I decided to wait him out. I started the new week determined to enjoy my last few days with Purslane as my only babe, so we went to the library, the park, the farmer's market, read a million books and put together a thousand puzzles. I spent lots of time with my hand on my belly feeling little man move around. As much as I wanted to meet him, I knew that he and I would never be this connected again- literally sharing a body. So I tried to enjoy it.

Wednesday morning at 1230AM I was woken up by contractions that, again, took my breath away. I walked into the bathroom where I discovered that (I thought) my water had broken. Having been to this rodeo once before, you would think that I would remember that some things are hard to miss- like your membranes rupturing- but being 4 days past dates and desperate to go into labor, I decided it was the real deal and woke up Grant. We waited a little bit, not wanting a repeat of a few days ago, then when the contractions intensified and got closer together, we started calling our list of peoples who had agreed to be woken up in the middle of the night to come stay with Purslane while we went to the hospital. Five calls later, no one answered their phone and we got desperate. We started calling college students. First try, Grant's cousin Rachel answered the phone in her sweet (and very awake) voice and was at our door in 5 minutes. I started to give her instructions about what to feed Pursy for breakfast, and she shooed me out the door. I hadn't realized until that moment how panicked I was about leaving my baby girl- she was my only child thus far and even in labor I didn't want to leave her. But off we went.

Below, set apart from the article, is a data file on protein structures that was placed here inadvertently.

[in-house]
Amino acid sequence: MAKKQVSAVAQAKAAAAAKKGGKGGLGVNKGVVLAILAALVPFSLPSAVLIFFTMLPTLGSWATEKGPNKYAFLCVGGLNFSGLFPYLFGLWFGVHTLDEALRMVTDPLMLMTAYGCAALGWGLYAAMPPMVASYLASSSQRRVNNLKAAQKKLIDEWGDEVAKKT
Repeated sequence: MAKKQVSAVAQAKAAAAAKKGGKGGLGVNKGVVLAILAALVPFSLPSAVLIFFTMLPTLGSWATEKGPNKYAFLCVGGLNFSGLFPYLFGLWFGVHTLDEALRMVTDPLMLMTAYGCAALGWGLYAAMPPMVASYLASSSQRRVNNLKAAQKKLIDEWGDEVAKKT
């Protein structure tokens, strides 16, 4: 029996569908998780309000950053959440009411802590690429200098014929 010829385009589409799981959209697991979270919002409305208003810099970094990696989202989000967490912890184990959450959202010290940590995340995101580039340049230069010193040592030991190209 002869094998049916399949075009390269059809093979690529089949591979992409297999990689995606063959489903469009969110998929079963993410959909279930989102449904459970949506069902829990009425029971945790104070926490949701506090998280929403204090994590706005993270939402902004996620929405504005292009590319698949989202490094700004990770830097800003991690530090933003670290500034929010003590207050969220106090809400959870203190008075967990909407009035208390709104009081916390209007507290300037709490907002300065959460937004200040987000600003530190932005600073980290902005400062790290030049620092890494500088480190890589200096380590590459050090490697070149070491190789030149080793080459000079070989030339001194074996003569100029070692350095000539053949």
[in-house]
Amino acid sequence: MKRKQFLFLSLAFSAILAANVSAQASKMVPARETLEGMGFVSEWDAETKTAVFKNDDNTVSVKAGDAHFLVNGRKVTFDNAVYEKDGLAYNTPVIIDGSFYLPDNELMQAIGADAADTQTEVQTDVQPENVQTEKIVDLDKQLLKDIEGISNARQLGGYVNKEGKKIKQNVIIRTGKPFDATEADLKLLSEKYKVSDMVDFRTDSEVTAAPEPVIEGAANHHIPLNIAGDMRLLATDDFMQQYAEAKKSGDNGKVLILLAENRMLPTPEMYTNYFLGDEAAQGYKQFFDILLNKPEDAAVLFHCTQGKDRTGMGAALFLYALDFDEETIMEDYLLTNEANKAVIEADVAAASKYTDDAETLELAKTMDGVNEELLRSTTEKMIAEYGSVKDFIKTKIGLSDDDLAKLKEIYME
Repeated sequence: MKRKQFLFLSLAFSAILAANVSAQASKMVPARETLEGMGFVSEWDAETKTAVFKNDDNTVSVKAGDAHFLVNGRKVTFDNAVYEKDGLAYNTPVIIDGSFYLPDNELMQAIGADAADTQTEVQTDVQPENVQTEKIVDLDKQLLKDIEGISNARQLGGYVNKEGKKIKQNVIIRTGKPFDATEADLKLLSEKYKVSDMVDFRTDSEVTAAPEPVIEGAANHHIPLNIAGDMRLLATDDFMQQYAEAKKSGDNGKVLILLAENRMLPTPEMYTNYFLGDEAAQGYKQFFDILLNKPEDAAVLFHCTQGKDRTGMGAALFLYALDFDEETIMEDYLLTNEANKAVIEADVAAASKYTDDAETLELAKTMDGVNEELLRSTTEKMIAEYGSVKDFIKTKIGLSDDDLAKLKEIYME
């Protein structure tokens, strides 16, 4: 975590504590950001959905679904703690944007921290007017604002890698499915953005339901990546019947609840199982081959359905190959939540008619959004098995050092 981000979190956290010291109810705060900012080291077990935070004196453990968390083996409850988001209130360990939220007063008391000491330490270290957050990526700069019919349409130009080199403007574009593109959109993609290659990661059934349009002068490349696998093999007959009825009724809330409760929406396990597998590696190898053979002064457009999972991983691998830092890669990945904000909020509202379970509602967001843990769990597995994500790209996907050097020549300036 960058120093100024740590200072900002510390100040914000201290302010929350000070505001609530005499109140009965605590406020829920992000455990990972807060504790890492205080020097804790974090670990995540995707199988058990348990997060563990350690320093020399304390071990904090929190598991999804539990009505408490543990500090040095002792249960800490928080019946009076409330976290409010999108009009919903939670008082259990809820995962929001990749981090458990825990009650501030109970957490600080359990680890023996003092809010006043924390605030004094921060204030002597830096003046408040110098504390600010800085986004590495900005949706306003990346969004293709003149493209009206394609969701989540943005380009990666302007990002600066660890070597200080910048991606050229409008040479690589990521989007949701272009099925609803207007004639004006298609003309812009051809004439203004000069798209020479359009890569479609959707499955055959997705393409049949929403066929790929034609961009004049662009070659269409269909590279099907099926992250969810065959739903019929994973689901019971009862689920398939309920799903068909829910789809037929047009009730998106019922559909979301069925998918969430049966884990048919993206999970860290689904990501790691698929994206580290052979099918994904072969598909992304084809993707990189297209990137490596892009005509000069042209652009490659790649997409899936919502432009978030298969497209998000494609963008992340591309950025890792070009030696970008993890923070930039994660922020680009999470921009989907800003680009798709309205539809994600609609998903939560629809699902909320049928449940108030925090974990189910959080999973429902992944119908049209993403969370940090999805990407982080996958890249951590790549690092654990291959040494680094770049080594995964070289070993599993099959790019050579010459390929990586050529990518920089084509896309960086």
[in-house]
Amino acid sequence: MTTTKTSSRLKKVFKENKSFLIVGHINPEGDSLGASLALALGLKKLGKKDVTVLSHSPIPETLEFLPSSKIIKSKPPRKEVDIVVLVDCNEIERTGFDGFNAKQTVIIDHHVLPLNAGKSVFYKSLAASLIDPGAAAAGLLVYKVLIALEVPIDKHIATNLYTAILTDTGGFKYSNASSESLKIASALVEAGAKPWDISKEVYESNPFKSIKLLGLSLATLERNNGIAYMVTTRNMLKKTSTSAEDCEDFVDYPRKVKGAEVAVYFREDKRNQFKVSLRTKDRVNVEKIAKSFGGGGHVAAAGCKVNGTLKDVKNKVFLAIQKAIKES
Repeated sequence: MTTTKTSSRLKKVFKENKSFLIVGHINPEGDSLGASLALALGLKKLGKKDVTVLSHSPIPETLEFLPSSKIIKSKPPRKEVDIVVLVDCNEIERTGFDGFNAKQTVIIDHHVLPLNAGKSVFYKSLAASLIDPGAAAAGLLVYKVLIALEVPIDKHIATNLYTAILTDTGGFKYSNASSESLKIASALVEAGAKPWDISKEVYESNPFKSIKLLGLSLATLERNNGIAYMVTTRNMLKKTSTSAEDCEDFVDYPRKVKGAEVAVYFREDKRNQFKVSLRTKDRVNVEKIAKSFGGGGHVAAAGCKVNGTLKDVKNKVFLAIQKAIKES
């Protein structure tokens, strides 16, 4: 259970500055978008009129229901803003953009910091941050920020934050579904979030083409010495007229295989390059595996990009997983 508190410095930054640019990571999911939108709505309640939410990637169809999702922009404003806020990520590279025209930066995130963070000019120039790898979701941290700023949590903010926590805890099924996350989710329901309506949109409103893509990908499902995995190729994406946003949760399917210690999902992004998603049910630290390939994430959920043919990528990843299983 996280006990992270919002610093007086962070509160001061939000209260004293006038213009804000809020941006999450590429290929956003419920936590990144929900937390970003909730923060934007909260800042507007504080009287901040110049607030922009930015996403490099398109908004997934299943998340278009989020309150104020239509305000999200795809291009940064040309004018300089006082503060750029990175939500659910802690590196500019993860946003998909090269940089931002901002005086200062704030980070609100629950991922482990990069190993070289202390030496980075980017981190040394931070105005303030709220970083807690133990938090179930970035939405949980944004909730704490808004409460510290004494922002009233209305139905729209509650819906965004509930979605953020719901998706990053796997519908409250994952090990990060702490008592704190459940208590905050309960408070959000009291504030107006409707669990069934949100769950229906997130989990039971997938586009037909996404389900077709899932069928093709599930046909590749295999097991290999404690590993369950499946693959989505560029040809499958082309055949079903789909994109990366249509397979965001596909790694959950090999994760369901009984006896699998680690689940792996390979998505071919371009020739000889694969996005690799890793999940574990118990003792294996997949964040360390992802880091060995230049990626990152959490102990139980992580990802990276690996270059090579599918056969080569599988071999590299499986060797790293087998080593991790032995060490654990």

The 10 minute ride to the hospital, the contractions stayed consistent and strong. I was still able to be excited inbetween them, and I squeezed Grant's hand as we talked about what a great birthday October 19th was going to be. We hit the ER doors, and... everything stopped.

As the ER nurse escorted us through the halls to Labor and Delivery on the 4th floor, I tried to will my body to start contracting again. I walked faster, breathed harder- hoping for something, anything. I could not believe we were about to have a repeat episode of false labor and I was going home with no baby. The nurse met us at the door, escorted us to L&D room 5 and hooked me up to the monitor. 20 minutes later, I had 2 nice contractions that I only knew I had because the little tracing line on the monitor told me so. The nurse came in and told me that the doctor recommended I walk for an hour to see if anything started again,and if not she was going to send me home... again. I took one lap around the unit then told Grant this was ridiculous- I had been walking miles a day for the past month without going into labor, why did I think walking in the hallway was going to do anything? I started cursing like a 15 year old boy, ripped off my hospital gown and got dressed. Halfway down the hall when Grant caught up with me, he told me I needed to at least let the nurse know I was leaving. We told her our plans, and she asked me to sit tight for another minute while she called the doctor again. Twenty minutes later, the doctor was sitting at the foot of my bed while I told her if she didn't break my water I would do it myself. She advised me to wait... reminded me that my first labor was quick and natural and mother nature often knows best. I told her I was done and was willing to have a c-section if it meant this was the last minute I would ever have to be pregnant. I think she knew I meant business at that point, and agreed to break my water- with the understanding that if labor did not begin naturally after that then in 6 hours she would start the induction process, which meant pitocin, maybe cervidil and more then likely pain medications to manage the intense pain of induced contractions. I agreed, she broke my water and I settled in.